Paul of Tarsus: Christianity’s First Liberation Theologian

 (This is the 2nd in a series on liberation theology)

                It is very difficult for 21st century Christians to understand Paul of Tarsus. This is because (as Evangelical theologian, Brian McLaren puts it) we read Paul backwards – just as we understand Jesus backwards. By that McLaren means we usually begin our understanding with someone like Billy Graham (or with Benedict XVI for Catholics). From there we progress to John Calvin (or Vatican II), to Martin Luther (or the Council of Trent), to Thomas Aquinas, to Augustine, to Paul and then to Jesus. That progression yields a perception of Paul who was misogynist and homophobic, who supported slavery, who taught obedience to all governmental authority, and who was concerned the priority of faith over works the way Luther was. In other words, understanding Paul backwards projects back onto him controversies and consciousness that emerged decades, centuries and even millennia after his death.

                There is another way to understand Paul (and Jesus) however. And that is the way employed by liberation theology. This “other” way begins understanding with Adam, progresses on to Abraham, Moses, David, the Prophets, John the Baptist, Jesus, and finally Paul. This Paul is interpreted in the light of Jesus and not vice-versa. He knows nothing of the controversies that will distort his message over the centuries to come. Instead, we find in the man from Tarsus a follower of Jesus of Nazareth. Paul is above all Jewish, and a working man besides. Paul is an intellectual, world-traveler, Jewish mystic, radical thinker, and martyr at the hands of empire. His overriding concern is spreading Good News about Jesus and his message which centralized the welfare of the poor and oppressed.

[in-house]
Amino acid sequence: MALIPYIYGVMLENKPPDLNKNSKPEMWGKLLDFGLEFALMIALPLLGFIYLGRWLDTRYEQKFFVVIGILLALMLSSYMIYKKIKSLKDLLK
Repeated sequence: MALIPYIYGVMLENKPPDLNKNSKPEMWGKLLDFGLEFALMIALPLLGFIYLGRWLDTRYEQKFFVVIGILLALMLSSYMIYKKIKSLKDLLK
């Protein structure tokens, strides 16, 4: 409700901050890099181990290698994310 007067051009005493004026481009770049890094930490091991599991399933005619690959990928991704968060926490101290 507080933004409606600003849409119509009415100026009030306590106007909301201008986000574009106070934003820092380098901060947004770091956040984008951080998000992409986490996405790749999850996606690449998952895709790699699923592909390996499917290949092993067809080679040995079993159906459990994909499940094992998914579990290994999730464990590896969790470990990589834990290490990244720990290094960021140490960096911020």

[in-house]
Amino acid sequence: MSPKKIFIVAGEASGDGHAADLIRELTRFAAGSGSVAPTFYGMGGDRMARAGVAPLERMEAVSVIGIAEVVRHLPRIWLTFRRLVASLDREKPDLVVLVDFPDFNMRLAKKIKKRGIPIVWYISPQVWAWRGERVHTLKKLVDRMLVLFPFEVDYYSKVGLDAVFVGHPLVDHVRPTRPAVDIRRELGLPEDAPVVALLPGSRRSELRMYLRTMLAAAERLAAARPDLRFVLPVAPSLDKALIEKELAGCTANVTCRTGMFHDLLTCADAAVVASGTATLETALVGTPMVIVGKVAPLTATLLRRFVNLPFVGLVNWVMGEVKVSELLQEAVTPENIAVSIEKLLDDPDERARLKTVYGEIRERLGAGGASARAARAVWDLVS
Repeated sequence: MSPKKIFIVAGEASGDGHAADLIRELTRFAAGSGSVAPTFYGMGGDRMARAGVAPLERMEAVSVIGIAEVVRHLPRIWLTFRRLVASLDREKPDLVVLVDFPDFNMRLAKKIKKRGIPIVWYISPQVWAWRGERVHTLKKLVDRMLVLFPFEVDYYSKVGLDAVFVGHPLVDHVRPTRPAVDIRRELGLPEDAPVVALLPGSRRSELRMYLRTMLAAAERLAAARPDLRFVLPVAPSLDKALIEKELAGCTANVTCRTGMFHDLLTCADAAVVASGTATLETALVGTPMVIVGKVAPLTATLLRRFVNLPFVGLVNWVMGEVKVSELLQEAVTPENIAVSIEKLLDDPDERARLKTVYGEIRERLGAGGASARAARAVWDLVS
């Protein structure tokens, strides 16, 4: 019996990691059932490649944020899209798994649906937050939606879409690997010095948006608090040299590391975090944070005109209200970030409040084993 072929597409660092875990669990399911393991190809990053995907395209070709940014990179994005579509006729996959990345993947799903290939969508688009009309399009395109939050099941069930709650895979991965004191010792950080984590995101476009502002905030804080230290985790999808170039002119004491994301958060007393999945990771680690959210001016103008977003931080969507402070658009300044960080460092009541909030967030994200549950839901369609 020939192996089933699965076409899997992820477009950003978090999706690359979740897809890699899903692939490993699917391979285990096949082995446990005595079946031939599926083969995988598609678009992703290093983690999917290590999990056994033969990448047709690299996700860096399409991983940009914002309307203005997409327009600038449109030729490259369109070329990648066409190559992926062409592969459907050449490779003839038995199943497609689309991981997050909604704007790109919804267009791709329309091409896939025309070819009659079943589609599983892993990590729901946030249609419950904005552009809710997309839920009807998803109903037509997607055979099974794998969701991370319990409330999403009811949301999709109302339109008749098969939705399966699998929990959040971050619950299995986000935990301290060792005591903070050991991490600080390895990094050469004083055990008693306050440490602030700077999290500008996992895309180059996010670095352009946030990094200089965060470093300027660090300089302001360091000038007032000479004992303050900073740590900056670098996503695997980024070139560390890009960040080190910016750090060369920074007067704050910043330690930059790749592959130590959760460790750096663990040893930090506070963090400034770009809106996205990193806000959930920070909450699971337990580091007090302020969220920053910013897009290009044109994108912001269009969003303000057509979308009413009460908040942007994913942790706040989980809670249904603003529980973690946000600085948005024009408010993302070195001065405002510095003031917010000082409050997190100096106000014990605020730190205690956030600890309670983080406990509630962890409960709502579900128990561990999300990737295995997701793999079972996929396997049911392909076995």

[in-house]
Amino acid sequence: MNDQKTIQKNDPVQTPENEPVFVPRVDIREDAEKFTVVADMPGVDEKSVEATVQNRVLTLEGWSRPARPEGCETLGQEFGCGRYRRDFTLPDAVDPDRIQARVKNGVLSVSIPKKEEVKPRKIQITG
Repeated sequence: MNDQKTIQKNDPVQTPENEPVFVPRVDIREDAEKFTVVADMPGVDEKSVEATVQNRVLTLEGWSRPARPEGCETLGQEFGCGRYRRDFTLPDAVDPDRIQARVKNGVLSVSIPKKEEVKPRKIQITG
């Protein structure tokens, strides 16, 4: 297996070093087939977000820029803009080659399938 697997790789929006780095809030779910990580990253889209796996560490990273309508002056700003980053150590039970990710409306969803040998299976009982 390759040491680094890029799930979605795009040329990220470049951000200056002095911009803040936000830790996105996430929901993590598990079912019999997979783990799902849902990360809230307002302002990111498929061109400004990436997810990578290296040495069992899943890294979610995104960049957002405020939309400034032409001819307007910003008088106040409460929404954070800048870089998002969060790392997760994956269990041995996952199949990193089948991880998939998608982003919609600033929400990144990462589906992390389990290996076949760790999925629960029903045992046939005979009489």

As everyone knows, Paul’s letters represent the earliest entries we find in the Christian Testament. Written beginning around the year 50, they pre-date the gospels by 20 years or more. They are the documents closest in time to the life of Jesus of Nazareth. This makes it very significant that Paul’s letters (especially Romans and I Corinthians) reflect a clear liberation theology perspective whose defining character is a preferential option for the poor.

To perceive this reflection, it is helpful to consider Paul’s life’s circumstances in relation to Jesus. Such consideration reveals both continuities and discontinuities. To begin with, like Jesus, Paul belonged to the working class. He was a tent-maker. He was also, like Jesus, a Jewish mystic. This means he was aware that divine revelation did not belong to a single people, but was available to everyone by virtue of a common human experience.  Even more, Paul recognized a Divine Spark, i.e. a divine presence within every human being. He called it the Spirit of God. Both recognitions (of the commonality of revelation and of the Divine Spark) made Paul a universalist who saw that in God’s order national and class distinctions were meaningless. Finally, Paul, like Jesus, finished as a victim of capital punishment at the hands of the Roman Empire, though he was not executed by crucifixion, which suggests that unlike Jesus, he was not considered an insurgent or terrorist.